Miles 485.7-517.6 of the northbound PCT: A highland traverse overlooking the Mojave, then a quick descent to face the desert.



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This is the middle segment of California Section E, which in total spans 112 miles from Agua Dulce to Tehachapi Pass.

Northbound from Lake Hughes, the PCT enjoys a final hurrah of piney highlands before dropping decidedly downward, and crossing Highway 138 in a flat valley of the Mojave Desert. From Lake Hughes Road (NB mile 485.7) the PCT makes a determined climb up a sun-exposed mountainside, gaining more than 1000 feet in two miles.

Then the gradient lessens, but the uphill continues until the trail surpasses 5000 feet above sea level along a mountain crest.

Pine trees and oaks offer some shade at that elevation, though much of the forest burned in a 2020 wildfire.

Abundant clearings now provide expansive views to the valleys below. A jeep road shares this ridgeline, and the trail parallels it closely for much of the way.

The road serves a few Forest Service campgrounds which can be used by PCT hikers, though some may still be closed following the fire.

[Upper Shake Campground]( (NB mile 493.4) is one of these, and it has a spring.

The next is [Sawmill Campground]( (NB mile 498.2), which has a wildlife water tank nearby that hikers may draw from.

More of these tanks, known as guzzlers, can be found near the PCT in the next several miles.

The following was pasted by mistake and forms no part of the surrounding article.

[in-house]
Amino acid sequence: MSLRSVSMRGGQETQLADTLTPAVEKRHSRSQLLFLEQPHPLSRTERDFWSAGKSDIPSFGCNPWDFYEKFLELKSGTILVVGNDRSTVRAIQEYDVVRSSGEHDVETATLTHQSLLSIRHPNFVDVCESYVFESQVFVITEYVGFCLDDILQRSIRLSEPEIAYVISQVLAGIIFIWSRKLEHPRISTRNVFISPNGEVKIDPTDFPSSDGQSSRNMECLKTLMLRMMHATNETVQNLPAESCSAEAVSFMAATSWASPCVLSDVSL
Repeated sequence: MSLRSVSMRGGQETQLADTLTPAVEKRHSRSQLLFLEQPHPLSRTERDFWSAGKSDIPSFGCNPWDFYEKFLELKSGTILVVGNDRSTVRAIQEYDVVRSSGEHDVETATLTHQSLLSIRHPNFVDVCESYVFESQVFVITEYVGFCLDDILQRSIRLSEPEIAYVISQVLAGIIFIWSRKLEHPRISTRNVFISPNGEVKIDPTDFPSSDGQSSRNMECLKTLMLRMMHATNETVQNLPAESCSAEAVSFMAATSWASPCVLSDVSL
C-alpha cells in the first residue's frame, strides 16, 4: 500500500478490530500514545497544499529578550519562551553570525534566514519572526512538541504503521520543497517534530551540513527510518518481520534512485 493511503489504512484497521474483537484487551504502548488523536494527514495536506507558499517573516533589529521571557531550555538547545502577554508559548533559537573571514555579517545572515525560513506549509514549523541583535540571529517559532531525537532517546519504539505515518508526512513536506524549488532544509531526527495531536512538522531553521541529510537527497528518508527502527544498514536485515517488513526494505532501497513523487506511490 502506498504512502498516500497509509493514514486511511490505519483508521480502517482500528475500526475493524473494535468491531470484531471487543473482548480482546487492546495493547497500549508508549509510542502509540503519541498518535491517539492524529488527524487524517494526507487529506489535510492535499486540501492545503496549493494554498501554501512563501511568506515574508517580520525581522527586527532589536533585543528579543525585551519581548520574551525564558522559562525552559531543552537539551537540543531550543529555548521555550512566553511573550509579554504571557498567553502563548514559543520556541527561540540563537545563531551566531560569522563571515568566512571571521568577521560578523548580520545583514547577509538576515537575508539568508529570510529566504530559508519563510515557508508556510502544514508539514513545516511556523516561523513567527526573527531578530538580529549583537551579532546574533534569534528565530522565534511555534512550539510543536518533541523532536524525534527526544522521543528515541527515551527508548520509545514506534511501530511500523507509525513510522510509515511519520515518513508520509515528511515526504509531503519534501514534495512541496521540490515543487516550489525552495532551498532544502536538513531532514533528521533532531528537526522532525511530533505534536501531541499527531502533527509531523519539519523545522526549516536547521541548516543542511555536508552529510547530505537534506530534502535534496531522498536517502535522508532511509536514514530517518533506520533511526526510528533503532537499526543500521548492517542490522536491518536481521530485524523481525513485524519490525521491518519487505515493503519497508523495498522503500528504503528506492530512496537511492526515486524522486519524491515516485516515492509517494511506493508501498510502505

Check the [PCT Water Report]( for locations and conditions.

Aside from the designated campgrounds, good spots for dispersed camping are also easy to find. After crossing a highpoint of around 5700 feet, the PCT begins a descent the north, tracing a ridgeline and finally dropping in broad switchbacks.

It crosses Pine Canyon road at NB mile 510.9, making one possible start or endpoint to this segment.

The proceeding 7 miles northbound are on private land where no camping is allowed.

Here the trail meanders through desert hills to reach Highway 138 (517.6), and an overnight option at the [Hikertown]( hostel.

It’s a popular resupply even for those not spending the night, as the hostel sells basic supplies and also accepts packages. Permits: In this part of Angeles National Forest, permits are not required for hiking through or for backcountry camping, but an [Adventure Pass]( is required for parking at trailheads, and campgrounds may charge their own fees.

Campfires are not generally allowed, but anyone camping overnight may still need the [California Fire Permit]( for use of a camp stove. Sources: